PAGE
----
BASF held business meetings annually, with the first in April 1873. They passed three resolutions that foreshadowed their larger goals. One resolution addressed legal ethics, in urging the state Supreme Court to disbar an attorney convicted of embracery, or jury tampering. One resolution addressed efficiency in the courts, in urging all courts in San Francisco to vacation in May and June. Law firms then were small, lawyers argued in all the courts, and unless the courts coordinated their vacations lawyers might argue in trials year-round with no time to prepare. The third resolution addressed the structure of California law, by creating a committee to urge reform of the revenue and corporations laws. The California Code was born the same year as BASF, 1872, as an ambitious effort to codify all the laws in California statutes. BASF members had strongly supported the codification effort, hoping it might serve as a vehicle to fix the economic portions of the existing California constitution and laws. (Indeed, over the next five decades, BASF committees actively helped in revising the Codes, hoping that that nut-and-bolts legal work was a vehicle to address largely legislative issues.) When the 1873 BASF committee on code revision issued its report a year later they called for a full-scale constitutional convention.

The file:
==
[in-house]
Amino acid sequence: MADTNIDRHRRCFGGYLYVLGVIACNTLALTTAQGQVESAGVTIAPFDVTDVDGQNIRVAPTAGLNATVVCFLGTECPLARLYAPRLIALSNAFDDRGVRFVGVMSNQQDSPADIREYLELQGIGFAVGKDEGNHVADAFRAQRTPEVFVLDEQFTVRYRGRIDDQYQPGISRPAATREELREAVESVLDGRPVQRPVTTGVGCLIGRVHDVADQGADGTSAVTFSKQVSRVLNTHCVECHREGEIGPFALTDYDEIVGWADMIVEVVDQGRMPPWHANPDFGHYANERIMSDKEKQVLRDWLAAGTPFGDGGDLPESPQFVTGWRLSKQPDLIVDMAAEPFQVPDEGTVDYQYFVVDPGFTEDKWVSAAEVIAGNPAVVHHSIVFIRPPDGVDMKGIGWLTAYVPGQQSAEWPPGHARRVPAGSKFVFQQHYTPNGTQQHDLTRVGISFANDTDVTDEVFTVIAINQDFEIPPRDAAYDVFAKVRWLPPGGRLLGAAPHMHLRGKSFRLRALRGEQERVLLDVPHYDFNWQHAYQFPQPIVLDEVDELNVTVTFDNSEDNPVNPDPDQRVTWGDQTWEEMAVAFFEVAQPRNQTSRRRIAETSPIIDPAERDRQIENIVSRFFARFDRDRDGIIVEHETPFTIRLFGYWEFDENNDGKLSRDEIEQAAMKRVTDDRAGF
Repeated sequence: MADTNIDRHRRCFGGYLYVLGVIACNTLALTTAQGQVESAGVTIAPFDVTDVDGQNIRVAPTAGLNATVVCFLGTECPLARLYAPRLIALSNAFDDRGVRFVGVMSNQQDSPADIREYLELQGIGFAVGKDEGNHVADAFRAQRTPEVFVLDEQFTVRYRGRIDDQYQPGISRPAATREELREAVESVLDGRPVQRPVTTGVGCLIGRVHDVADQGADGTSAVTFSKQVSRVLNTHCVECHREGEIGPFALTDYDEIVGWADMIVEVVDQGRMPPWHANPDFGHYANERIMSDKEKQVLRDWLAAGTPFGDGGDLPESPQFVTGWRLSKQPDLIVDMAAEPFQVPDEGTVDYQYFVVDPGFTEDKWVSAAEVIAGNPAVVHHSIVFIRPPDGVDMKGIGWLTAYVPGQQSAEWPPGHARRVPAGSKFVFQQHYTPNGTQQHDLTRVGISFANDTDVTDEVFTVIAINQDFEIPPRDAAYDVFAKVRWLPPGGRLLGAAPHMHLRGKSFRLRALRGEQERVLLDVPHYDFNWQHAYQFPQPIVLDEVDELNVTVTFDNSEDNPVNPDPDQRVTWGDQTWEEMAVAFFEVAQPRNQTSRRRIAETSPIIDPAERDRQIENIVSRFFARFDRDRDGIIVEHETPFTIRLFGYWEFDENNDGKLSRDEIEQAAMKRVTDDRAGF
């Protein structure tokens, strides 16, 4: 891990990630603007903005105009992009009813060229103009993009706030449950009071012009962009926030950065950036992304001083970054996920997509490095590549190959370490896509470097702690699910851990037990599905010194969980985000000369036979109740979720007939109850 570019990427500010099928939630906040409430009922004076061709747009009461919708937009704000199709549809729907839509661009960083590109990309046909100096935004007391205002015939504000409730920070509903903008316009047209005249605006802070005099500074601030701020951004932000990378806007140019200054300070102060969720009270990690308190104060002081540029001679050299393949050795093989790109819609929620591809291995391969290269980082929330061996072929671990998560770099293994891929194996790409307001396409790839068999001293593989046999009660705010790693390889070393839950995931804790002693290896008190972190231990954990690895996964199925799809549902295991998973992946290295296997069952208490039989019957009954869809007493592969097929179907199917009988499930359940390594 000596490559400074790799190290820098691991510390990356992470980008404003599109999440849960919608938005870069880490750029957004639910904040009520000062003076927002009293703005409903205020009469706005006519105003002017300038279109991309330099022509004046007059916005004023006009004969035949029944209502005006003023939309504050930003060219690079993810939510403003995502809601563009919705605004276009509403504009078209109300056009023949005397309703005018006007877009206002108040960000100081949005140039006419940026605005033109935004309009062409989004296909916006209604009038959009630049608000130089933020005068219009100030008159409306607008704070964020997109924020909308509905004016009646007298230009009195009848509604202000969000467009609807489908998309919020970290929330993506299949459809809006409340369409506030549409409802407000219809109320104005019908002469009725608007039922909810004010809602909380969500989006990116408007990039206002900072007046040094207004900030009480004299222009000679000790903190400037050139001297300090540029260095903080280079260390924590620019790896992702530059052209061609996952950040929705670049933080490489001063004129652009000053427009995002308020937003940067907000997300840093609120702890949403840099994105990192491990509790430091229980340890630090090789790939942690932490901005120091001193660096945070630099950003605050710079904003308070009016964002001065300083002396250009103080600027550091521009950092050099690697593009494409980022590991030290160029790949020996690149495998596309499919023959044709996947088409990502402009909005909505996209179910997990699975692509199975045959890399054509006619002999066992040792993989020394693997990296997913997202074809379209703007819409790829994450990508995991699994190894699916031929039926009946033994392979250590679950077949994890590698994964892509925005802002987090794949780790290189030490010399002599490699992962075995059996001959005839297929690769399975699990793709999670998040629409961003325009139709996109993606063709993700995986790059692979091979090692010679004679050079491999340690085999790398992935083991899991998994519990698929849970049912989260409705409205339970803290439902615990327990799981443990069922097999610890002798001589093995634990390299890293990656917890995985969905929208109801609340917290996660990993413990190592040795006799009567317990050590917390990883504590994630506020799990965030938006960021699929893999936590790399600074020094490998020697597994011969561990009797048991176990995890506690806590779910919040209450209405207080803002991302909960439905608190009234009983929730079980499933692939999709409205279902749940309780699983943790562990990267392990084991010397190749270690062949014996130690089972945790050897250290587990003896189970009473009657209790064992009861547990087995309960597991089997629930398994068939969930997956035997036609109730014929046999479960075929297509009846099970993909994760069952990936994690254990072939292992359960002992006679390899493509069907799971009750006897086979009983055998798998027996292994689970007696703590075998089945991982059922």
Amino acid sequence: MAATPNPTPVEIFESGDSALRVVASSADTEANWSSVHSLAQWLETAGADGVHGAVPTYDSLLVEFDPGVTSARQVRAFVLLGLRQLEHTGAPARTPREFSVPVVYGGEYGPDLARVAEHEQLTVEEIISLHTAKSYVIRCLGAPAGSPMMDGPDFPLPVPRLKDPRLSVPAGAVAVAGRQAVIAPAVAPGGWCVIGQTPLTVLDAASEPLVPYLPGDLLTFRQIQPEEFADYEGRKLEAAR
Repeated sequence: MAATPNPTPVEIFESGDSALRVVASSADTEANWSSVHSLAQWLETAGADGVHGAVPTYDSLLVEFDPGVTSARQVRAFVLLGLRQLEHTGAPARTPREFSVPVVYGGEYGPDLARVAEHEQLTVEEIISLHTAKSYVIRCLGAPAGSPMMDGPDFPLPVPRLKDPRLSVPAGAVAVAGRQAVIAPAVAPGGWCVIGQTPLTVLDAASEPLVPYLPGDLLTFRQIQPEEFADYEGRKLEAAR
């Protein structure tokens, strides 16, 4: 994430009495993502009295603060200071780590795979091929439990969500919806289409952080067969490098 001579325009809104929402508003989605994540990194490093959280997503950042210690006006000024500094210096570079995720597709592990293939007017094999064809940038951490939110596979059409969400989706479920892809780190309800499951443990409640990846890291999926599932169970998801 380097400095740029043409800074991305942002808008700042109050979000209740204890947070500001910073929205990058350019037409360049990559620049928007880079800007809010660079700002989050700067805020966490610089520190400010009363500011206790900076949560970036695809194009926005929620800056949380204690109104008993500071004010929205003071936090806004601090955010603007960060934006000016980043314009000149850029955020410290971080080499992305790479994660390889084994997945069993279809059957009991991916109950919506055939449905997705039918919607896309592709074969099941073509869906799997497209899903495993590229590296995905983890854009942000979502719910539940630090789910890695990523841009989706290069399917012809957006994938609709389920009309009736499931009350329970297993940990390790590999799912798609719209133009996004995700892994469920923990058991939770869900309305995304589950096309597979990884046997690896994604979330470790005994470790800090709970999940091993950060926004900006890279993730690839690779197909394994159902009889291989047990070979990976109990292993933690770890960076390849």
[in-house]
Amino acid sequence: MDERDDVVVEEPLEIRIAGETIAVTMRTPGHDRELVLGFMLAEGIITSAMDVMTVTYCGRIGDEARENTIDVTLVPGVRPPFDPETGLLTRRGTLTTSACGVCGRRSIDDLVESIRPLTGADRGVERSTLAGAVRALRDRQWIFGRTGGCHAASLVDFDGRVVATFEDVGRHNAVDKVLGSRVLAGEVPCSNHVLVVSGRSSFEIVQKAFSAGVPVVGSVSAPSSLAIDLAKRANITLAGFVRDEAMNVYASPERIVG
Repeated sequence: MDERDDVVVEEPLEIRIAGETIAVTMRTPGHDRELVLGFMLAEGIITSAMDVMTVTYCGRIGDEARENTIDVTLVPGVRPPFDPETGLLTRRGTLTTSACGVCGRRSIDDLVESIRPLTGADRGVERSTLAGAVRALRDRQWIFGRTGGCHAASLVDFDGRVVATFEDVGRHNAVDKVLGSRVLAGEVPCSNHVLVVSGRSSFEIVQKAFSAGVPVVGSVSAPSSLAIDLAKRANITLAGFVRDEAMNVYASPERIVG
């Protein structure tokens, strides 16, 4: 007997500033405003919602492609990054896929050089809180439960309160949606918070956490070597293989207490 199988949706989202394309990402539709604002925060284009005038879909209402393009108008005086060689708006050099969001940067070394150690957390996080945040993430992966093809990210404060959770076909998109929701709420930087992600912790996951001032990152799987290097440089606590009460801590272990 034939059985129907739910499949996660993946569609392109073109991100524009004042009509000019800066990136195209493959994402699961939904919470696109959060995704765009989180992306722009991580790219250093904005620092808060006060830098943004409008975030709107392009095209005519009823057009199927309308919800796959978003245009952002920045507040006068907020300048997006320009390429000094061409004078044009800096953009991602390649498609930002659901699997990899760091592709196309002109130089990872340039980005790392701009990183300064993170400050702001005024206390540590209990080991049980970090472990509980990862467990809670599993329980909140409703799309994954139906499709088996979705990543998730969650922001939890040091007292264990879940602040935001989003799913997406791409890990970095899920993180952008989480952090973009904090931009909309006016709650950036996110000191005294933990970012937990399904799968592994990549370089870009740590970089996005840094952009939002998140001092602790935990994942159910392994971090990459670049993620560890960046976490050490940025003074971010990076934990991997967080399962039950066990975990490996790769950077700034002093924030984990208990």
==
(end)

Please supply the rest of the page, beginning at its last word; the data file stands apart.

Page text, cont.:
In BASF’s early decades, as reported in the newspapers, it is difficult to separate the activism of individual members from the activism of BASF as an organization. Joseph Hoge, president of BASF for its first eight years also served as president of the 1878 California constitutional convention in his personal capacity, and BASF founder S.M Wilson chaired its committee on judiciary and the judicial department. Only five other BASF members were elected delegates, while most delegates were elected from the Workingman’s Party and agrarian interests. BASF adopted only a few resolutions on the work of the convention, urging a new structure to the courts. The new constitution abolished all previous state courts, gave each county a new superior court, and established a new Supreme Court (with BASF member Robert F. Morrison serving as first Chief Justice). Otherwise BASF played a scant role in the organic structure of the new constitution, and most members expressed disappointment in it. BASF founder John Dwinelle derided it as “not so much a Constitution as a Code.”